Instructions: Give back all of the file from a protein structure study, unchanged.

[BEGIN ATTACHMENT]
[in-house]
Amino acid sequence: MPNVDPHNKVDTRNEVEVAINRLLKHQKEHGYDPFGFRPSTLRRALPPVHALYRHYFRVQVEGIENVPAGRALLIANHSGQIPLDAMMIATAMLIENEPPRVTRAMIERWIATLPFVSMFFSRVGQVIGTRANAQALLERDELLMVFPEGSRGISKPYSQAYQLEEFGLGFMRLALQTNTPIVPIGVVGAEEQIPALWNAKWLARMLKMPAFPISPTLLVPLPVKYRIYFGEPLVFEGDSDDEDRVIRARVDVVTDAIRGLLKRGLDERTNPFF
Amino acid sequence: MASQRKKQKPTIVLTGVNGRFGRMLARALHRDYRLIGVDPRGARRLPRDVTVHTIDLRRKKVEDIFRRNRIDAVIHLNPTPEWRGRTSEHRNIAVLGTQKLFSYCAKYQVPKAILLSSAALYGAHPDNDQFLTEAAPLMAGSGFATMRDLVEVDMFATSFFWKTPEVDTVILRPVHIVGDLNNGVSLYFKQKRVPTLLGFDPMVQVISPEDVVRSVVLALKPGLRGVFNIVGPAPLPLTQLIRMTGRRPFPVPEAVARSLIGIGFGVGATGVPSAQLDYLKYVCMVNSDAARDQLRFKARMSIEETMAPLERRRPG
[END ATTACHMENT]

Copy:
[in-house]
Amino acid sequence: MPNVDPHNKVDTRNEVEVAINRLLKHQKEHGYDPFGFRPSTLRRALPPVHALYRHYFRVQVEGIENVPAGRALLIANHSGQIPLDAMMIATAMLIENEPPRVTRAMIERWIATLPFVSMFFSRVGQVIGTRANAQALLERDELLMVFPEGSRGISKPYSQAYQLEEFGLGFMRLALQTNTPIVPIGVVGAEEQIPALWNAKWLARMLKMPAFPISPTLLVPLPVKYRIYFGEPLVFEGDSDDEDRVIRARVDVVTDAIRGLLKRGLDERTNPFF
Amino acid sequence: MASQRKKQKPTIVLTGVNGRFGRMLARALHRDYRLIGVDPRGARRLPRDVTVHTIDLRRKKVEDIFRRNRIDAVIHLNPTPEWRGRTSEHRNIAVLGTQKLFSYCAKYQVPKAILLSSAALYGAHPDNDQFLTEAAPLMAGSGFATMRDLVEVDMFATSFFWKTPEVDTVILRPVHIVGDLNNGVSLYFKQKRVPTLLGFDPMVQVISPEDVVRSVVLALKPGLRGVFNIVGPAPLPLTQLIRMTGRRPFPVPEAVARSLIGIGFGVGATGVPSAQLDYLKYVCMVNSDAARDQLRFKARMSIEETMAPLERRRPG